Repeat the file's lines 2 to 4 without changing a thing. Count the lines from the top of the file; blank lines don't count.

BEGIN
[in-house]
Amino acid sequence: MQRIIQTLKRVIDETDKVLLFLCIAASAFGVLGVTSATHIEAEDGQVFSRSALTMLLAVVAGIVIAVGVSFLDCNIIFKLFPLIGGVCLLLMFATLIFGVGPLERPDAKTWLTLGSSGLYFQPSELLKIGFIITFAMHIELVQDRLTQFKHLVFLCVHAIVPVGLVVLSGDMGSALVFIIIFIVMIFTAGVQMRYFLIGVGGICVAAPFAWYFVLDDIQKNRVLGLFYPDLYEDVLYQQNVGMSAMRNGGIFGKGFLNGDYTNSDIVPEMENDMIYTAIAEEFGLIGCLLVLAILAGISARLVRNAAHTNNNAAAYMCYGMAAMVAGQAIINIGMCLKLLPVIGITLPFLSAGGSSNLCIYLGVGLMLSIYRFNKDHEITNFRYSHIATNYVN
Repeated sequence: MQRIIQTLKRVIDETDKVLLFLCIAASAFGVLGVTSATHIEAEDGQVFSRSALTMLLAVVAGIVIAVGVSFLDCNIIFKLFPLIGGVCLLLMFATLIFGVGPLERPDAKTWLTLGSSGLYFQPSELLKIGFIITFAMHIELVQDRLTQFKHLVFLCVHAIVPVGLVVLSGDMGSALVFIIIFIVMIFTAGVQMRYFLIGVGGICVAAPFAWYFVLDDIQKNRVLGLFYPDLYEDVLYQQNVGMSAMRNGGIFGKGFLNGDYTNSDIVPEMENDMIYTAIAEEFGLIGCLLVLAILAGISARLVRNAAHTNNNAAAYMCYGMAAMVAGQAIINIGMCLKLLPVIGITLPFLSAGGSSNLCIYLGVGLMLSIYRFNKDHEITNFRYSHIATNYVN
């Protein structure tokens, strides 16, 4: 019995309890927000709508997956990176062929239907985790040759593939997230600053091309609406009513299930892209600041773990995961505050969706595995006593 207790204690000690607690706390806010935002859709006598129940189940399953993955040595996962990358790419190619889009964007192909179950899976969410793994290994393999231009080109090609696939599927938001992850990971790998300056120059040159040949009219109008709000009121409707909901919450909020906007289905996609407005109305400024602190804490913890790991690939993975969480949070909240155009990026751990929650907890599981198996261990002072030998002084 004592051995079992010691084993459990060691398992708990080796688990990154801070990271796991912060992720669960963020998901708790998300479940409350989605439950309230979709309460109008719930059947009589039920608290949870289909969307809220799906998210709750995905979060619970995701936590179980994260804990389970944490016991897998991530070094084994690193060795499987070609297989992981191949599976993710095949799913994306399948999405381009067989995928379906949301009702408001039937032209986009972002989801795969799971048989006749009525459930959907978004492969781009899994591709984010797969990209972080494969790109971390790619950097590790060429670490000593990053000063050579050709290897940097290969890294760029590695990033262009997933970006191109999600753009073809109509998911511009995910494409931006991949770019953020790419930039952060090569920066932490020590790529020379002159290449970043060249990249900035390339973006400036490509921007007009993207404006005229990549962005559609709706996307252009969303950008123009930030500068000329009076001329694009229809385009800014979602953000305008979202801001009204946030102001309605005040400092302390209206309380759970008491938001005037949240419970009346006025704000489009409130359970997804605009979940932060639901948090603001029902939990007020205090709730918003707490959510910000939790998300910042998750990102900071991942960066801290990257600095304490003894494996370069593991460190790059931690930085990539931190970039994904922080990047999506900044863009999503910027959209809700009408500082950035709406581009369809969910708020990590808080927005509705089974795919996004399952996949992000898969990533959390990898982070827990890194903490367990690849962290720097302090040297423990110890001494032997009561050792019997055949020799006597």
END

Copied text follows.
Amino acid sequence: MQRIIQTLKRVIDETDKVLLFLCIAASAFGVLGVTSATHIEAEDGQVFSRSALTMLLAVVAGIVIAVGVSFLDCNIIFKLFPLIGGVCLLLMFATLIFGVGPLERPDAKTWLTLGSSGLYFQPSELLKIGFIITFAMHIELVQDRLTQFKHLVFLCVHAIVPVGLVVLSGDMGSALVFIIIFIVMIFTAGVQMRYFLIGVGGICVAAPFAWYFVLDDIQKNRVLGLFYPDLYEDVLYQQNVGMSAMRNGGIFGKGFLNGDYTNSDIVPEMENDMIYTAIAEEFGLIGCLLVLAILAGISARLVRNAAHTNNNAAAYMCYGMAAMVAGQAIINIGMCLKLLPVIGITLPFLSAGGSSNLCIYLGVGLMLSIYRFNKDHEITNFRYSHIATNYVN
Repeated sequence: MQRIIQTLKRVIDETDKVLLFLCIAASAFGVLGVTSATHIEAEDGQVFSRSALTMLLAVVAGIVIAVGVSFLDCNIIFKLFPLIGGVCLLLMFATLIFGVGPLERPDAKTWLTLGSSGLYFQPSELLKIGFIITFAMHIELVQDRLTQFKHLVFLCVHAIVPVGLVVLSGDMGSALVFIIIFIVMIFTAGVQMRYFLIGVGGICVAAPFAWYFVLDDIQKNRVLGLFYPDLYEDVLYQQNVGMSAMRNGGIFGKGFLNGDYTNSDIVPEMENDMIYTAIAEEFGLIGCLLVLAILAGISARLVRNAAHTNNNAAAYMCYGMAAMVAGQAIINIGMCLKLLPVIGITLPFLSAGGSSNLCIYLGVGLMLSIYRFNKDHEITNFRYSHIATNYVN
């Protein structure tokens, strides 16, 4: 019995309890927000709508997956990176062929239907985790040759593939997230600053091309609406009513299930892209600041773990995961505050969706595995006593 207790204690000690607690706390806010935002859709006598129940189940399953993955040595996962990358790419190619889009964007192909179950899976969410793994290994393999231009080109090609696939599927938001992850990971790998300056120059040159040949009219109008709000009121409707909901919450909020906007289905996609407005109305400024602190804490913890790991690939993975969480949070909240155009990026751990929650907890599981198996261990002072030998002084 004592051995079992010691084993459990060691398992708990080796688990990154801070990271796991912060992720669960963020998901708790998300479940409350989605439950309230979709309460109008719930059947009589039920608290949870289909969307809220799906998210709750995905979060619970995701936590179980994260804990389970944490016991897998991530070094084994690193060795499987070609297989992981191949599976993710095949799913994306399948999405381009067989995928379906949301009702408001039937032209986009972002989801795969799971048989006749009525459930959907978004492969781009899994591709984010797969990209972080494969790109971390790619950097590790060429670490000593990053000063050579050709290897940097290969890294760029590695990033262009997933970006191109999600753009073809109509998911511009995910494409931006991949770019953020790419930039952060090569920066932490020590790529020379002159290449970043060249990249900035390339973006400036490509921007007009993207404006005229990549962005559609709706996307252009969303950008123009930030500068000329009076001329694009229809385009800014979602953000305008979202801001009204946030102001309605005040400092302390209206309380759970008491938001005037949240419970009346006025704000489009409130359970997804605009979940932060639901948090603001029902939990007020205090709730918003707490959510910000939790998300910042998750990102900071991942960066801290990257600095304490003894494996370069593991460190790059931690930085990539931190970039994904922080990047999506900044863009999503910027959209809700009408500082950035709406581009369809969910708020990590808080927005509705089974795919996004399952996949992000898969990533959390990898982070827990890194903490367990690849962290720097302090040297423990110890001494032997009561050792019997055949020799006597």